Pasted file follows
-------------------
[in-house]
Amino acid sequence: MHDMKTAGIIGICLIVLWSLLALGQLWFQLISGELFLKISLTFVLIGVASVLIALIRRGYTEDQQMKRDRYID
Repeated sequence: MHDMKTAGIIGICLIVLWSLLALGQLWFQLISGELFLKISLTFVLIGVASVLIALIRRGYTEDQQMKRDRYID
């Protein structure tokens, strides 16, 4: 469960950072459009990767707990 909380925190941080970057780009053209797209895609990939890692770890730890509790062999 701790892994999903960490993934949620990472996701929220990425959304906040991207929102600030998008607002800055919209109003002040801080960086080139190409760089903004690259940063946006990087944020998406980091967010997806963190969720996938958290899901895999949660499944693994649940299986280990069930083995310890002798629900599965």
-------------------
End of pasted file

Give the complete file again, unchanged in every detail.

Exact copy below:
[in-house]
Amino acid sequence: MHDMKTAGIIGICLIVLWSLLALGQLWFQLISGELFLKISLTFVLIGVASVLIALIRRGYTEDQQMKRDRYID
Repeated sequence: MHDMKTAGIIGICLIVLWSLLALGQLWFQLISGELFLKISLTFVLIGVASVLIALIRRGYTEDQQMKRDRYID
């Protein structure tokens, strides 16, 4: 469960950072459009990767707990 909380925190941080970057780009053209797209895609990939890692770890730890509790062999 701790892994999903960490993934949620990472996701929220990425959304906040991207929102600030998008607002800055919209109003002040801080960086080139190409760089903004690259940063946006990087944020998406980091967010997806963190969720996938958290899901895999949660499944693994649940299986280990069930083995310890002798629900599965």